KFF Daily Global Health Policy Report

In The News

COVID-19 Pandemic Impacting Efforts To Achieve SDGs; Food Insecurity, Lack Of WASH Access Threaten Poor Communities

The BMJ: Covid-19 pandemic has derailed progress on Sustainable Development Goals, says WHO
“The rate of progress towards the United Nations’ Sustainable Development Goals is too slow and is being further ‘thrown off track’ by the covid-19 pandemic, the World Health Organization has said…” (Thornton, 5/14).

IPS: Stay Home? Wash Hands? But 1.8 Billion Remain Homeless & 3.0 Billion Have No Access to Water
“The relentless battle against the devastating coronavirus pandemic has been underlined by several widespread advisories from health experts — STAY HOME. WASH YOUR HANDS. WEAR MASK. KEEP SOCIAL DISTANCE. But the U.K.-based WaterAid and U.N. Habitat in Nairobi point out the paradox in at least two of the warnings: a staggering 3.0 billion people worldwide have no water to wash their hands and over 1.8 billion people have no adequate shelter — or homes to go to…” (Deen, 5/14).

Washington Post: Hunger could be more deadly than coronavirus in poorer countries
“The consequences of the coronavirus pandemic may prove more devastating than the disease itself for the world’s poorest countries as the global economy hurtles into recession, people lose jobs by the hundreds of millions, and the risk of hunger grows, U.N. officials and aid experts fear…” (Sly/Mahfouz, 5/14).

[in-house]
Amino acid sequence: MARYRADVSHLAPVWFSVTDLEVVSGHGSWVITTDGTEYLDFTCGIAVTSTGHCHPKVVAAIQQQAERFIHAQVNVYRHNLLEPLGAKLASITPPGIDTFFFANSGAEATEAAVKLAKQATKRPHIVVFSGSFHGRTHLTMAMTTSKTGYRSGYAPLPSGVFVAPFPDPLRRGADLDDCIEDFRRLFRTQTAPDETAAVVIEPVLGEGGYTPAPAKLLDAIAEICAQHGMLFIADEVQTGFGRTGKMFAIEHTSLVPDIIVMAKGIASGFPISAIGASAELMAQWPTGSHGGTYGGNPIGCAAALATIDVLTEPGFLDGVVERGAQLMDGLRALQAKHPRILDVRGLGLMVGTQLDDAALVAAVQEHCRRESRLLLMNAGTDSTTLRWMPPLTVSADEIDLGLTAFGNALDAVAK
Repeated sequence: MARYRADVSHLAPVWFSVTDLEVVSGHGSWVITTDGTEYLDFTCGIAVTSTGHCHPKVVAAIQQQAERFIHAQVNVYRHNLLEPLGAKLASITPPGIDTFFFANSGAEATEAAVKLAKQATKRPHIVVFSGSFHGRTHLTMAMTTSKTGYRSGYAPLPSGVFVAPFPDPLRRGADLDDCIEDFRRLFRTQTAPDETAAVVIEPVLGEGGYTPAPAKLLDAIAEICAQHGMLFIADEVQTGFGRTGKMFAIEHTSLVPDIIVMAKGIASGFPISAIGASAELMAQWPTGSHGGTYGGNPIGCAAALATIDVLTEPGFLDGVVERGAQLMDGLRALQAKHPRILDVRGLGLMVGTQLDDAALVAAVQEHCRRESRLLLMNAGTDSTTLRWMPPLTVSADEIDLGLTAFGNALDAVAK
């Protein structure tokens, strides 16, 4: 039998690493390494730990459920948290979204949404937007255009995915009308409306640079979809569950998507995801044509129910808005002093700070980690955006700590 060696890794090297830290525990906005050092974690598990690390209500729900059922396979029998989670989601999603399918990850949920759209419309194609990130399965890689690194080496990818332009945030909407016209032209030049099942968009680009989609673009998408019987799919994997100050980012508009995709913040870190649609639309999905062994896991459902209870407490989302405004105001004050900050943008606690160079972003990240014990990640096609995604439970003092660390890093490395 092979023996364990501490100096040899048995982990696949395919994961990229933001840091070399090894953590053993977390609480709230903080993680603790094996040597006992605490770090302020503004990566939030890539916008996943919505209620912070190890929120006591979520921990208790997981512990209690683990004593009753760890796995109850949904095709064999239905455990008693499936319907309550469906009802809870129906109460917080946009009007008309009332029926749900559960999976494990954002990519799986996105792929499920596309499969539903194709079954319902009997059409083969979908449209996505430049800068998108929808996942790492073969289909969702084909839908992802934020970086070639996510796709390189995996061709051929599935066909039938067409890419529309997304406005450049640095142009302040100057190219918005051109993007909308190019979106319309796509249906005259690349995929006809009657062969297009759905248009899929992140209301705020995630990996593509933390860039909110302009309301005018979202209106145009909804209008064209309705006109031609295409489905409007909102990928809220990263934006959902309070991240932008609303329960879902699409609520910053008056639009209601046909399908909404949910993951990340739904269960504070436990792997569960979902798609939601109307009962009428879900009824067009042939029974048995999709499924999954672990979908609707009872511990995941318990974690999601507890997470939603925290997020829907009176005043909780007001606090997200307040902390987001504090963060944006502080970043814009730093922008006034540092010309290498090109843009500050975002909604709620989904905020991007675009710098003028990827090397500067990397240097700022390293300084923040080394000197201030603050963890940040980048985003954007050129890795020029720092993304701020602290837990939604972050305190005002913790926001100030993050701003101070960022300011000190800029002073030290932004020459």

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Tensions Mount Over Which Country Would Gain Access To First Novel Coronavirus Vaccine; World Leaders Call For Any Vaccine To Be Free To All

NPR: Confusion Over Who Would Get 1st Access To Coronavirus Vaccine Exposes Problems
“Confusion over who would get first access to a multi-national company’s coronavirus vaccine has laid bare the sensitivities over nationalism and medicine during the pandemic…” (Beardsley, 5/14).

STAT: Under an ‘America First’ president, will the U.S. corner the market on Covid-19 vaccine?
“The United States is sprinting headlong toward the development and distribution of Covid-19 vaccines. But under an ‘America First’ president, public health experts worry, the United States could seek to gobble up early supplies — and set the stage for prolonged devastation in the rest of the world…” (Branswell, 5/15).

U.N. News: Presidents and prime ministers lead call for ‘people’s vaccine,’ free to all
“UNAIDS, the U.N. agency fighting against the deadly HIV/AIDS virus, has initiated a petition from global leaders requesting that when a successful COVID-19 vaccine is developed, it be made available free of charge to all. On Thursday, more than 140 world leaders and figures signed an open letter requesting Governments unite behind a ‘people’s vaccine’ against COVID-19, marking the most ambitious position yet set out by world leaders on what has become the most urgent quest in modern science…” (5/14).